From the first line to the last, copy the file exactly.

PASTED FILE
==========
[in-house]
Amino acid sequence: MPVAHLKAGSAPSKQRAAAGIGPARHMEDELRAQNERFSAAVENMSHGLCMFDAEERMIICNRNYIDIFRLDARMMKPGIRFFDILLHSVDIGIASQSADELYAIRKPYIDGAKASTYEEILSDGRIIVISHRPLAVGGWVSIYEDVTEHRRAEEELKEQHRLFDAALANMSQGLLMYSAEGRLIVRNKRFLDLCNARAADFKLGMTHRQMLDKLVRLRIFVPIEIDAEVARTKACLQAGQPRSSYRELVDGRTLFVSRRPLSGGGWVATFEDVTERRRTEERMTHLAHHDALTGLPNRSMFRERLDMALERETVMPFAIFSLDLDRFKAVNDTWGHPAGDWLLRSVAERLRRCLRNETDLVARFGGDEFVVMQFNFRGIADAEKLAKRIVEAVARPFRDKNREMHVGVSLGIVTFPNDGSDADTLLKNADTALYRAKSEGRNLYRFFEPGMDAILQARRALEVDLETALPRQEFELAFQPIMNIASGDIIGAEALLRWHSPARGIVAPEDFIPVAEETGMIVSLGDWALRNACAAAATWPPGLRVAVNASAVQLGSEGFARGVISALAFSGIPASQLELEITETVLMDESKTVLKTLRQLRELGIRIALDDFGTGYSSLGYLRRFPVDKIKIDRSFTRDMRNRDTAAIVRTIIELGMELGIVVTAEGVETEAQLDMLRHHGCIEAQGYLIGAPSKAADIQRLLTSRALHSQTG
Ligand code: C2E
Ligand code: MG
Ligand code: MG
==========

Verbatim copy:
[in-house]
Amino acid sequence: MPVAHLKAGSAPSKQRAAAGIGPARHMEDELRAQNERFSAAVENMSHGLCMFDAEERMIICNRNYIDIFRLDARMMKPGIRFFDILLHSVDIGIASQSADELYAIRKPYIDGAKASTYEEILSDGRIIVISHRPLAVGGWVSIYEDVTEHRRAEEELKEQHRLFDAALANMSQGLLMYSAEGRLIVRNKRFLDLCNARAADFKLGMTHRQMLDKLVRLRIFVPIEIDAEVARTKACLQAGQPRSSYRELVDGRTLFVSRRPLSGGGWVATFEDVTERRRTEERMTHLAHHDALTGLPNRSMFRERLDMALERETVMPFAIFSLDLDRFKAVNDTWGHPAGDWLLRSVAERLRRCLRNETDLVARFGGDEFVVMQFNFRGIADAEKLAKRIVEAVARPFRDKNREMHVGVSLGIVTFPNDGSDADTLLKNADTALYRAKSEGRNLYRFFEPGMDAILQARRALEVDLETALPRQEFELAFQPIMNIASGDIIGAEALLRWHSPARGIVAPEDFIPVAEETGMIVSLGDWALRNACAAAATWPPGLRVAVNASAVQLGSEGFARGVISALAFSGIPASQLELEITETVLMDESKTVLKTLRQLRELGIRIALDDFGTGYSSLGYLRRFPVDKIKIDRSFTRDMRNRDTAAIVRTIIELGMELGIVVTAEGVETEAQLDMLRHHGCIEAQGYLIGAPSKAADIQRLLTSRALHSQTG
Ligand code: C2E
Ligand code: MG
Ligand code: MG